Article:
Candice Miller for Congress, Michigan

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Strategy to Secure our Nation’s Borders Must be the First Step in Any Immigration Reform

by Candice Miller on August 2, 2013

WASHINGTON – U.S. Representative Candice Miller (MI-10), Vice Chair of the House Committee on Homeland Security and Chairman of the Subcommittee on Border and Maritime Security, today made the following statement on the House Republican Conference’s meeting to address our nation’s broken immigration system.  Miller called on the full House to take up the legislation she helped develop to implement a credible border security strategy.  The Border Security Results Act of 2013 (H.R.1417) compels the Department of Homeland Security to produce a comprehensive national strategy to secure our borders and requires the deployment of metrics to gauge the results of our efforts.  The Border Security Results Act passed out of Miller’s Subcommittee by a unanimous voice vote by both Republicans and Democrats, as well as passed by a bipartisan unanimous voice vote by the full House Homeland Security Committee.  The bipartisan support shown for the Border Security Results Act further supports Miller’s call for the House to act on a strategy to secure our nation’s borders first.

Miller said:  “One of the biggest debates in Washington today is over how we fix our broken immigration system.  I strongly believe that first, before anything else, we must secure our borders.  That means all of our nation’s borders: The southern border, the northern border and our coastal borders.  Because if we do not, we will be back here again in five or ten years doing the same thing all over again.

“The Senate’s approach to border security is to throw more money at the problem.  The effort I am helping to lead in the House demands a plan and strategy be put forward to secure the borders, before more resources are allocated, and also puts in place accountability and independent verification that the border is actually secure.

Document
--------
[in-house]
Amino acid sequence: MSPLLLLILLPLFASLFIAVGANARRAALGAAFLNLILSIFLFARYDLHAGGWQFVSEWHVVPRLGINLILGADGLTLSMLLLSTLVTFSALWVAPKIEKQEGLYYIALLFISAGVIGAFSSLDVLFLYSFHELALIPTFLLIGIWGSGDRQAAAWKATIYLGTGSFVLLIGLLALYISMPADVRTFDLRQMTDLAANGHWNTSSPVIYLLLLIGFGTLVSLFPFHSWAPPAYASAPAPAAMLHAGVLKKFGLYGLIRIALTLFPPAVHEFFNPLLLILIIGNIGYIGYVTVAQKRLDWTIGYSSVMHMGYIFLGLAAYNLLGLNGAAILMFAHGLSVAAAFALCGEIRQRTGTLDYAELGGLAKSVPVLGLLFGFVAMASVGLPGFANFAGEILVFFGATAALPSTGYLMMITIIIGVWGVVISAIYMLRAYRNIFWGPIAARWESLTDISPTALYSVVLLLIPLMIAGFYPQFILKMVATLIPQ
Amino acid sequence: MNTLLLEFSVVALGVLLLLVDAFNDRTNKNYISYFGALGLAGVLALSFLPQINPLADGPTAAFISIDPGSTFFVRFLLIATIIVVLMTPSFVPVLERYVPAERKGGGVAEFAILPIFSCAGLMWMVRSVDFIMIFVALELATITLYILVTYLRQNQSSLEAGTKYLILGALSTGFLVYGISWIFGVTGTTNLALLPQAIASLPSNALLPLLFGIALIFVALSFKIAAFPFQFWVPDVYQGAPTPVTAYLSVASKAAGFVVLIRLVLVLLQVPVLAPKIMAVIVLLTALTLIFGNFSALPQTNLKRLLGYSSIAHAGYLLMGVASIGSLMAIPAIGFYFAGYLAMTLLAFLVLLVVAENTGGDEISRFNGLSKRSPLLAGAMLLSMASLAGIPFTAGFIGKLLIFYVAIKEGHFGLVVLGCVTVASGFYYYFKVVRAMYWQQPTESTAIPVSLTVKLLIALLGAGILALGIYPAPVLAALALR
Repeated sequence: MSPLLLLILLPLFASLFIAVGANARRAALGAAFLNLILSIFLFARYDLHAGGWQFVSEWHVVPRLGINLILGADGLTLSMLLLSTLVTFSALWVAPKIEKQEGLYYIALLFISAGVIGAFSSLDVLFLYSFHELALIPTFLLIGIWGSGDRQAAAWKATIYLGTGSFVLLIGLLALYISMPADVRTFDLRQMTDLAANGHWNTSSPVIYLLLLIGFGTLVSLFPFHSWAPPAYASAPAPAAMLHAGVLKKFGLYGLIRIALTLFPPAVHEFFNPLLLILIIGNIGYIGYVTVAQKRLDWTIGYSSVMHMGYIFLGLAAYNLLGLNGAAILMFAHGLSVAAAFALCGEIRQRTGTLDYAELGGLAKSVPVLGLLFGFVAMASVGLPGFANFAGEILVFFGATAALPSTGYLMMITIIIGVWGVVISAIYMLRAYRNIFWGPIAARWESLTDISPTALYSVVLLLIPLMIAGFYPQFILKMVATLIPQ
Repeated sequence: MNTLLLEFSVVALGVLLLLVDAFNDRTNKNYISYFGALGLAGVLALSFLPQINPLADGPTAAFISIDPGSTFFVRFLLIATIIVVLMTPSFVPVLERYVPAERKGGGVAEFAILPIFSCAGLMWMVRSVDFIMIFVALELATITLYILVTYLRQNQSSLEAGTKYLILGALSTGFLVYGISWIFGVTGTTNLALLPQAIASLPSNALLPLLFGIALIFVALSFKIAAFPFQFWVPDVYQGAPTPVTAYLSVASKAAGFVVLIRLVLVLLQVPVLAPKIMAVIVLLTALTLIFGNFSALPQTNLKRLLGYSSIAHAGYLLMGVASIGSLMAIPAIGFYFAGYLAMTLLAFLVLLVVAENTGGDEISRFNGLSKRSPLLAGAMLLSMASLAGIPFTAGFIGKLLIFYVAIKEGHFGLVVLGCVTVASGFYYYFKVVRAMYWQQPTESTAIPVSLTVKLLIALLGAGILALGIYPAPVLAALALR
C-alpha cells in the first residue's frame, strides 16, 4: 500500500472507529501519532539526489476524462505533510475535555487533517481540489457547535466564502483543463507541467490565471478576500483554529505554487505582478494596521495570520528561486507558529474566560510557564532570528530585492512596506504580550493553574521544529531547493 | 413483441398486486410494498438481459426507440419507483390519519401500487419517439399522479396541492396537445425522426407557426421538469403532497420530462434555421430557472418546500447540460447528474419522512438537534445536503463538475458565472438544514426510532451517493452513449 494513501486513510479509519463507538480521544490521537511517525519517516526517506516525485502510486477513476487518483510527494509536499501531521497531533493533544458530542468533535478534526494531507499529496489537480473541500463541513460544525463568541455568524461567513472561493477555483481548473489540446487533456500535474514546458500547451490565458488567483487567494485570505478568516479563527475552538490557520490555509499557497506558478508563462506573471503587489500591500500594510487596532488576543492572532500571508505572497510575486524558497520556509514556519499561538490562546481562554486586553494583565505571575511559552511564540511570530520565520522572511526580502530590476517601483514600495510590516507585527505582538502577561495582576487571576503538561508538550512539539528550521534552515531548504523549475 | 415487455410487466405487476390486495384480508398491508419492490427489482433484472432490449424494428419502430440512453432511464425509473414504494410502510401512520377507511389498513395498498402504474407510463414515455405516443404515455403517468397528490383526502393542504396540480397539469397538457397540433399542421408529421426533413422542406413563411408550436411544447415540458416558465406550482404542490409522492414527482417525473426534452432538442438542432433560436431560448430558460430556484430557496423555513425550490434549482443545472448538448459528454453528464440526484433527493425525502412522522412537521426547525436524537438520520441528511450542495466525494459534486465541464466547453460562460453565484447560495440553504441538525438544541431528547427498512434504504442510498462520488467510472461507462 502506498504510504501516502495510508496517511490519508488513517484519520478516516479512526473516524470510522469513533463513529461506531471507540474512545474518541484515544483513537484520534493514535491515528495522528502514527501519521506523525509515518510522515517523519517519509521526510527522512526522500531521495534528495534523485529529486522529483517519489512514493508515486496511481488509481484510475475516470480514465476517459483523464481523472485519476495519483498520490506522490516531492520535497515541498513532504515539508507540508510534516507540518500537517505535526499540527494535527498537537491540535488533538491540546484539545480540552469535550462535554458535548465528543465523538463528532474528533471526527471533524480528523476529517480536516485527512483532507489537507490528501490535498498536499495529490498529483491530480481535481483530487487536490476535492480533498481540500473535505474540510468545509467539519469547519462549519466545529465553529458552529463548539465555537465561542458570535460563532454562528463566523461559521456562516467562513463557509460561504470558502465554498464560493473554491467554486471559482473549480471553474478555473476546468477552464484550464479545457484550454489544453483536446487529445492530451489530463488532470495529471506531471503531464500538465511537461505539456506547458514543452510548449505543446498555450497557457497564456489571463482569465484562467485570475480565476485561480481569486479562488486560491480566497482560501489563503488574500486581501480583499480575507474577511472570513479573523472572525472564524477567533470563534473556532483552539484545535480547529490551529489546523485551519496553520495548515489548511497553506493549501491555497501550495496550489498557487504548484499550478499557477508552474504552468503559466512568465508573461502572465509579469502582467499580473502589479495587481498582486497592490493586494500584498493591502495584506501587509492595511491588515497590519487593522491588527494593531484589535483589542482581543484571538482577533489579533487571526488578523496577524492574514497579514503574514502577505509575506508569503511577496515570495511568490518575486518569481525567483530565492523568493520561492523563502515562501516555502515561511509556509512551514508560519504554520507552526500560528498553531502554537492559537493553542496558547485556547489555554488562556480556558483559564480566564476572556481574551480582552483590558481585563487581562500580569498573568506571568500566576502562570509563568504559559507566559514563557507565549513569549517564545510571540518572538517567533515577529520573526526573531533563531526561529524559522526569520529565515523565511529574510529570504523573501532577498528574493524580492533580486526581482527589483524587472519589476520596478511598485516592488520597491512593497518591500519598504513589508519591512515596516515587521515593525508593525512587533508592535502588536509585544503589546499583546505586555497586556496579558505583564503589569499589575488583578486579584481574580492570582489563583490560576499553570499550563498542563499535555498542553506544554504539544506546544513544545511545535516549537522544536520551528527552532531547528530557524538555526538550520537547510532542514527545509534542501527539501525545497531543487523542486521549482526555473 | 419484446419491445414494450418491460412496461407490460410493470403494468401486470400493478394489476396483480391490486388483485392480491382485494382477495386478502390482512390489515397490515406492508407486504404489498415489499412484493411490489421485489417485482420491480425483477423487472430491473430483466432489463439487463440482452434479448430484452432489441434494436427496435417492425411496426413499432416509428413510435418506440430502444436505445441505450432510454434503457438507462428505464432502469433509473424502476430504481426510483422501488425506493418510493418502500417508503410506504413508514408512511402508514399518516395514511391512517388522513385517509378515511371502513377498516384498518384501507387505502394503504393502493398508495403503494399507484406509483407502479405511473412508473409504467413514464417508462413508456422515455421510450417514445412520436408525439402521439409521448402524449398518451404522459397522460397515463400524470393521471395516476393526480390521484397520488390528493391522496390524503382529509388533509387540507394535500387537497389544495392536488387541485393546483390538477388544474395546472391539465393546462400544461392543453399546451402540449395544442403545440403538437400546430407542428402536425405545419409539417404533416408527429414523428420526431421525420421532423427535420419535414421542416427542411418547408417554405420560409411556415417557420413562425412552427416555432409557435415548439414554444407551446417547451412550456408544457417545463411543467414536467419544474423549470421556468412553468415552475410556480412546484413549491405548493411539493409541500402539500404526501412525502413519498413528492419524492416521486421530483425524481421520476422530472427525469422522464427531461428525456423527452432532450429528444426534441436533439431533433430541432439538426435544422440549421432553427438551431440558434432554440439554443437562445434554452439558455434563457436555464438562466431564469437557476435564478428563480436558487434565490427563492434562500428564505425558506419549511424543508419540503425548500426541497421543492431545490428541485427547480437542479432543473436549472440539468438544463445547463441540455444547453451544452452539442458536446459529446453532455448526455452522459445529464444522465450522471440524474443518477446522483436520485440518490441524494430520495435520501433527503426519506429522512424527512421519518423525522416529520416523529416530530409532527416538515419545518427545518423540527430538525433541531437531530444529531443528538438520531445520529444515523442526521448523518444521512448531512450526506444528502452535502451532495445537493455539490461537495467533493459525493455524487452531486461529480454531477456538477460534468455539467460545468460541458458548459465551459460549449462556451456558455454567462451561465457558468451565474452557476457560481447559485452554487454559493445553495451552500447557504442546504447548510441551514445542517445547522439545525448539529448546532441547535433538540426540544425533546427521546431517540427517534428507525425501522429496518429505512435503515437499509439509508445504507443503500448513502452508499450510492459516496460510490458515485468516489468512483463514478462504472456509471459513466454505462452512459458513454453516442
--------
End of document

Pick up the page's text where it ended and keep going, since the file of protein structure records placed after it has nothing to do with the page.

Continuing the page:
“Absent border security, immigration reform will be very difficult to achieve.  With a secure border, I believe our nation can solve this challenge.”

Background: The Border Results Act of 2013 (H.R.1417) would require the Department of Homeland Security to establish verifiable metrics to measure the effectiveness of our interdiction efforts, and confirm that we have achieved a 90 percent level of operational control (i.e., thwarting the overwhelming majority of illegal human trafficking and significant decrease in drugs and weapons trafficking) on our borders.  These metrics, developed in consultation with academic experts from the national laboratories and reviewed by the Government Accounting Office, would give us, for the first time, a reliable picture of what is happening at our borders and allow us to focus and tailor our resources where they are most needed and can be the most effective.

The Border Security Results Act would also include, unlike its Senate counterpart, specific timetables for implementation and mandatory progress reports to Congress.

Summary of H.R. 1417, the Border Security Results Act • A National Plan: H.R. 1417 compels DHS to develop a national strategy and implementation plan to gain operational control of high traffic areas within two years and nine months – and the entire Southwest border within five years – setting a standard of 90% effectiveness for apprehending illegal border crossers.
• Situational Awareness: H.R. 1417 directs the use of advanced technology to achieve visibility of the entire border by incorporating existing taxpayer owned technology that has proven effective in Iraq and Afghanistan.
• Metrics and Results: H.R. 1417 mandates the development of metrics to measure border security progress at and between the nation’s ports of entry to effectively allocate resources and manpower.
• Verification at Every Stage: In addition to DHS having to present the plan to the Congress, H.R. 1417 requires GAO to verify the viability of the strategy’s implementation plan, metrics, and certification of operational control. Additionally, the metrics will be verified by a National Laboratory and a DHS Center of Excellence, which will serve as an additional layer of scrutiny and expertise

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